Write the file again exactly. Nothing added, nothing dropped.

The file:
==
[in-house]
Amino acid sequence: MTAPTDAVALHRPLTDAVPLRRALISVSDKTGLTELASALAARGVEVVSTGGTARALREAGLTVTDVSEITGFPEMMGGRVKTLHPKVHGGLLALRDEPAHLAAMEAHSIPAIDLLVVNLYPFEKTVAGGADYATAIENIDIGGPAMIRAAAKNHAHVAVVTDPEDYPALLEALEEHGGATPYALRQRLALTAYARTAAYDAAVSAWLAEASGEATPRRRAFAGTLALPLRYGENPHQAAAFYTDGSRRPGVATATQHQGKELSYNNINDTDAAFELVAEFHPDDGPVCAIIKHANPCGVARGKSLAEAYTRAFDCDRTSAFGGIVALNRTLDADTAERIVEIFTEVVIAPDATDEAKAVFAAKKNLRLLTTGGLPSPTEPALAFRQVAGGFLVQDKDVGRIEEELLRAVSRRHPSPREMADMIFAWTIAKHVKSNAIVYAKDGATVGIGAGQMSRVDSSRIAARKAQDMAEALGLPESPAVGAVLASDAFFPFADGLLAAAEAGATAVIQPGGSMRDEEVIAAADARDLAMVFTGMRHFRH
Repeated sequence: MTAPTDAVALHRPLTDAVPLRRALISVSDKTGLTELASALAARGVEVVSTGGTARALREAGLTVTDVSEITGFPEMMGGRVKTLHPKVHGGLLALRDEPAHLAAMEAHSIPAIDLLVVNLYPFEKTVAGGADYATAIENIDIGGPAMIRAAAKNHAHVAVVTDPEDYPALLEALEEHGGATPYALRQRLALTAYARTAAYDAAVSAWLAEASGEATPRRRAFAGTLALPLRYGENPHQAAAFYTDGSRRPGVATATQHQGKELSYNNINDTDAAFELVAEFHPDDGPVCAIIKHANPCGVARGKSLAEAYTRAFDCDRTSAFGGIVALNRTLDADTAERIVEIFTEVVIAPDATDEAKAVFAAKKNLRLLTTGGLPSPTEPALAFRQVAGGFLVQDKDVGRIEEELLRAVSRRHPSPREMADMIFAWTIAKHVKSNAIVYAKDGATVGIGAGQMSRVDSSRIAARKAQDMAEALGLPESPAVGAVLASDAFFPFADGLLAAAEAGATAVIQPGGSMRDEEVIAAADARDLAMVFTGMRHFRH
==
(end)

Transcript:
[in-house]
Amino acid sequence: MTAPTDAVALHRPLTDAVPLRRALISVSDKTGLTELASALAARGVEVVSTGGTARALREAGLTVTDVSEITGFPEMMGGRVKTLHPKVHGGLLALRDEPAHLAAMEAHSIPAIDLLVVNLYPFEKTVAGGADYATAIENIDIGGPAMIRAAAKNHAHVAVVTDPEDYPALLEALEEHGGATPYALRQRLALTAYARTAAYDAAVSAWLAEASGEATPRRRAFAGTLALPLRYGENPHQAAAFYTDGSRRPGVATATQHQGKELSYNNINDTDAAFELVAEFHPDDGPVCAIIKHANPCGVARGKSLAEAYTRAFDCDRTSAFGGIVALNRTLDADTAERIVEIFTEVVIAPDATDEAKAVFAAKKNLRLLTTGGLPSPTEPALAFRQVAGGFLVQDKDVGRIEEELLRAVSRRHPSPREMADMIFAWTIAKHVKSNAIVYAKDGATVGIGAGQMSRVDSSRIAARKAQDMAEALGLPESPAVGAVLASDAFFPFADGLLAAAEAGATAVIQPGGSMRDEEVIAAADARDLAMVFTGMRHFRH
Repeated sequence: MTAPTDAVALHRPLTDAVPLRRALISVSDKTGLTELASALAARGVEVVSTGGTARALREAGLTVTDVSEITGFPEMMGGRVKTLHPKVHGGLLALRDEPAHLAAMEAHSIPAIDLLVVNLYPFEKTVAGGADYATAIENIDIGGPAMIRAAAKNHAHVAVVTDPEDYPALLEALEEHGGATPYALRQRLALTAYARTAAYDAAVSAWLAEASGEATPRRRAFAGTLALPLRYGENPHQAAAFYTDGSRRPGVATATQHQGKELSYNNINDTDAAFELVAEFHPDDGPVCAIIKHANPCGVARGKSLAEAYTRAFDCDRTSAFGGIVALNRTLDADTAERIVEIFTEVVIAPDATDEAKAVFAAKKNLRLLTTGGLPSPTEPALAFRQVAGGFLVQDKDVGRIEEELLRAVSRRHPSPREMADMIFAWTIAKHVKSNAIVYAKDGATVGIGAGQMSRVDSSRIAARKAQDMAEALGLPESPAVGAVLASDAFFPFADGLLAAAEAGATAVIQPGGSMRDEEVIAAADARDLAMVFTGMRHFRH